• Adult;
  • live donor transplantation;
  • liver transplantation;
  • metabolic disease;
  • postoperative hepatic failure;
  • surgery/liver transplantation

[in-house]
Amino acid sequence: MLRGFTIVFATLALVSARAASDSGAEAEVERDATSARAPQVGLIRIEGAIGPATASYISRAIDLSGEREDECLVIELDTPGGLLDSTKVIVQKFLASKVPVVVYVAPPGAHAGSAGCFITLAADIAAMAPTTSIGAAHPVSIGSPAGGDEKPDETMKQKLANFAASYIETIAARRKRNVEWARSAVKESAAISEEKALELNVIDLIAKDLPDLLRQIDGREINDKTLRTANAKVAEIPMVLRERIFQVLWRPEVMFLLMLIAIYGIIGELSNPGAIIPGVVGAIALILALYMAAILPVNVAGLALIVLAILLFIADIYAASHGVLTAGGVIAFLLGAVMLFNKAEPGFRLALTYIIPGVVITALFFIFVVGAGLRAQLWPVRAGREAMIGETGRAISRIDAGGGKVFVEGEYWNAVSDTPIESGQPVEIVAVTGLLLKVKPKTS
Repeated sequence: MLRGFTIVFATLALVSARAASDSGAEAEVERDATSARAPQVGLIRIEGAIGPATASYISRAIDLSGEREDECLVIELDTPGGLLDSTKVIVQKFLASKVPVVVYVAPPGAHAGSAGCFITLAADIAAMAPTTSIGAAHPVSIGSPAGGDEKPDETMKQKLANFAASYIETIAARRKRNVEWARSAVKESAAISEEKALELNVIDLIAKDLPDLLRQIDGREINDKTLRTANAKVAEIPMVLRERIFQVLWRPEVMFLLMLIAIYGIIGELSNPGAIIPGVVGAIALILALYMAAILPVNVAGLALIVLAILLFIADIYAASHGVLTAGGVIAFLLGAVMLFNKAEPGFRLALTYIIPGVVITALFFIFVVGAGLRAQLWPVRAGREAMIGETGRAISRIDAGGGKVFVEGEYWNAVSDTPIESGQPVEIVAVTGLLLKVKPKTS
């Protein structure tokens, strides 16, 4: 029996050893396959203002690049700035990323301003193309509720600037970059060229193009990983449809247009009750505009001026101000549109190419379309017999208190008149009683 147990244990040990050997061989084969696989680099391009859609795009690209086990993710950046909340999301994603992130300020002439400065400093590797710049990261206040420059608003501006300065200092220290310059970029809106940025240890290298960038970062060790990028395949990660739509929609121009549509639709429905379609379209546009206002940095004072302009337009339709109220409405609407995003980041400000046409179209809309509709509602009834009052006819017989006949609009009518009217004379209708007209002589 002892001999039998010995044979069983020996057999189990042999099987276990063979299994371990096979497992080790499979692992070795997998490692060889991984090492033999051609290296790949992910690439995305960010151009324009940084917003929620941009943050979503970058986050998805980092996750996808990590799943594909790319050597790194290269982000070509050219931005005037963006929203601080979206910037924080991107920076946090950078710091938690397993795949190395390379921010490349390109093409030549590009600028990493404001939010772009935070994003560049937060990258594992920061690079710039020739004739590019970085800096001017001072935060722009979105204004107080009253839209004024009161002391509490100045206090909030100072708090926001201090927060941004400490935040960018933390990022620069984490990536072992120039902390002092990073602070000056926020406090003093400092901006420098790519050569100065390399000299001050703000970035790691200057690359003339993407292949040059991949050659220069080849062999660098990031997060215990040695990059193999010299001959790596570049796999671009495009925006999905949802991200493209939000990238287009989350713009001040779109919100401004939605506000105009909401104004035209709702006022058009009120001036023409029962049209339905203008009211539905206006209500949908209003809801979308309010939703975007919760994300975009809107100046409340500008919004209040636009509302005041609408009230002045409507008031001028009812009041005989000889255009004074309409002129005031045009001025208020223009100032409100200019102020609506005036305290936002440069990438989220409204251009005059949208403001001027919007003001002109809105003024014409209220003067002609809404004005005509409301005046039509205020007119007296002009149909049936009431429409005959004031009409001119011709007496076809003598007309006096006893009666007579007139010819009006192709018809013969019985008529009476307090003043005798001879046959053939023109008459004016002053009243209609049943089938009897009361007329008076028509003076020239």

Donor shortage is a major issue in liver transplantation. We have successfully performed temporary auxiliary partial orthotopic liver transplantation (APOLT) using a small volume graft procured from a living donor for recipients with familial amyloid polyneuropathy (FAP). The aim of this study was to evaluate this procedure by comparing it with standard living donor liver transplantation (LDLT). We compared 13 recipients undergoing this procedure with 23 recipients undergoing a standard LDLT for the treatment of FAP. The estimated donor graft volume and the graft volume/recipient's standard liver volume ratio were significantly smaller in the temporary APOLT group than in the standard LDLT group. Postoperative complications were comparable, although the hospital stay was longer in the temporary APOLT group. All the patients safely underwent a remnant native liver resection about 2 months after their first operation in the temporary APOLT group. No symptoms related to FAP developed before the remnant liver resection, and no significant differences in graft and patient survival were observed between the two groups. We successfully performed temporary APOLT using a small volume liver graft without postoperative liver failure for FAP. Temporary APOLT for FAP might be a useful alternative procedure for expanding the donor pool for LDLT.